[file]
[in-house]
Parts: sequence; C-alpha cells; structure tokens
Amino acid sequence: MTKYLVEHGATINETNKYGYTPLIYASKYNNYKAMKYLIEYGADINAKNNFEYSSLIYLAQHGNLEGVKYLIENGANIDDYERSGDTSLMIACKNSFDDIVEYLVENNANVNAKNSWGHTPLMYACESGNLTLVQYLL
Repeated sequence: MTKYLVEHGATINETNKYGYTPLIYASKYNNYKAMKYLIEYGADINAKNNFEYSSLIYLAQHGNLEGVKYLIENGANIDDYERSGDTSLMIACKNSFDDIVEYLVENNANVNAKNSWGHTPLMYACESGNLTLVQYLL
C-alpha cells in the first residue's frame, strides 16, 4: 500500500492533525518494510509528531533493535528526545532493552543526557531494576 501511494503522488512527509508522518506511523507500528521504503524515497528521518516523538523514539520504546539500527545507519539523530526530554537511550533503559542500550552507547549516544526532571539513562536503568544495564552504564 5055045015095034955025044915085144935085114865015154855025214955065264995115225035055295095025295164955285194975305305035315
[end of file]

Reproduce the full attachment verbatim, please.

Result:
[in-house]
Parts: sequence; C-alpha cells; structure tokens
Amino acid sequence: MTKYLVEHGATINETNKYGYTPLIYASKYNNYKAMKYLIEYGADINAKNNFEYSSLIYLAQHGNLEGVKYLIENGANIDDYERSGDTSLMIACKNSFDDIVEYLVENNANVNAKNSWGHTPLMYACESGNLTLVQYLL
Repeated sequence: MTKYLVEHGATINETNKYGYTPLIYASKYNNYKAMKYLIEYGADINAKNNFEYSSLIYLAQHGNLEGVKYLIENGANIDDYERSGDTSLMIACKNSFDDIVEYLVENNANVNAKNSWGHTPLMYACESGNLTLVQYLL
C-alpha cells in the first residue's frame, strides 16, 4: 500500500492533525518494510509528531533493535528526545532493552543526557531494576 501511494503522488512527509508522518506511523507500528521504503524515497528521518516523538523514539520504546539500527545507519539523530526530554537511550533503559542500550552507547549516544526532571539513562536503568544495564552504564 5055045015095034955025044915085144935085114865015154855025214955065264995115225035055295095025295164955285194975305305035315